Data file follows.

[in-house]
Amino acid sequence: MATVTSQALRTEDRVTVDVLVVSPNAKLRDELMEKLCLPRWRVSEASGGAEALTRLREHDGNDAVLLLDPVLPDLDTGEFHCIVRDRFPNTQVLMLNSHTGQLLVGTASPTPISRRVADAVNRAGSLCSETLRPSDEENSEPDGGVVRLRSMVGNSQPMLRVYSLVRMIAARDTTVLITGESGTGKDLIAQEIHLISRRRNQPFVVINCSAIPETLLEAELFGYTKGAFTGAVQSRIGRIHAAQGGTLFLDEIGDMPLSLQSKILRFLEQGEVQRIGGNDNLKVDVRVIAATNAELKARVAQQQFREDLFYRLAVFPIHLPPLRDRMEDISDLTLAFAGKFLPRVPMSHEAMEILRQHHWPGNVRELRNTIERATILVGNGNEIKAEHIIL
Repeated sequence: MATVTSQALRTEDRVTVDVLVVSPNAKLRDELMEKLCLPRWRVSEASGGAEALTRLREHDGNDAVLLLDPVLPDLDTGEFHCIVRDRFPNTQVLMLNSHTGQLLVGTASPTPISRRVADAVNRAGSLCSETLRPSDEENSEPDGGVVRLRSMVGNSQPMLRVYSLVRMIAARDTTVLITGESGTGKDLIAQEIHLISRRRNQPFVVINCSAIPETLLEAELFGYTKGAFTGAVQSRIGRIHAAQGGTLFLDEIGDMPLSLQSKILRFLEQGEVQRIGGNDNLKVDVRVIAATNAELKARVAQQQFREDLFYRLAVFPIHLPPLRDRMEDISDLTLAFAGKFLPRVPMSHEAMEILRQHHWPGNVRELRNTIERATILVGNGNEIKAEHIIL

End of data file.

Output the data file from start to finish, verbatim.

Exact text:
[in-house]
Amino acid sequence: MATVTSQALRTEDRVTVDVLVVSPNAKLRDELMEKLCLPRWRVSEASGGAEALTRLREHDGNDAVLLLDPVLPDLDTGEFHCIVRDRFPNTQVLMLNSHTGQLLVGTASPTPISRRVADAVNRAGSLCSETLRPSDEENSEPDGGVVRLRSMVGNSQPMLRVYSLVRMIAARDTTVLITGESGTGKDLIAQEIHLISRRRNQPFVVINCSAIPETLLEAELFGYTKGAFTGAVQSRIGRIHAAQGGTLFLDEIGDMPLSLQSKILRFLEQGEVQRIGGNDNLKVDVRVIAATNAELKARVAQQQFREDLFYRLAVFPIHLPPLRDRMEDISDLTLAFAGKFLPRVPMSHEAMEILRQHHWPGNVRELRNTIERATILVGNGNEIKAEHIIL
Repeated sequence: MATVTSQALRTEDRVTVDVLVVSPNAKLRDELMEKLCLPRWRVSEASGGAEALTRLREHDGNDAVLLLDPVLPDLDTGEFHCIVRDRFPNTQVLMLNSHTGQLLVGTASPTPISRRVADAVNRAGSLCSETLRPSDEENSEPDGGVVRLRSMVGNSQPMLRVYSLVRMIAARDTTVLITGESGTGKDLIAQEIHLISRRRNQPFVVINCSAIPETLLEAELFGYTKGAFTGAVQSRIGRIHAAQGGTLFLDEIGDMPLSLQSKILRFLEQGEVQRIGGNDNLKVDVRVIAATNAELKARVAQQQFREDLFYRLAVFPIHLPPLRDRMEDISDLTLAFAGKFLPRVPMSHEAMEILRQHHWPGNVRELRNTIERATILVGNGNEIKAEHIIL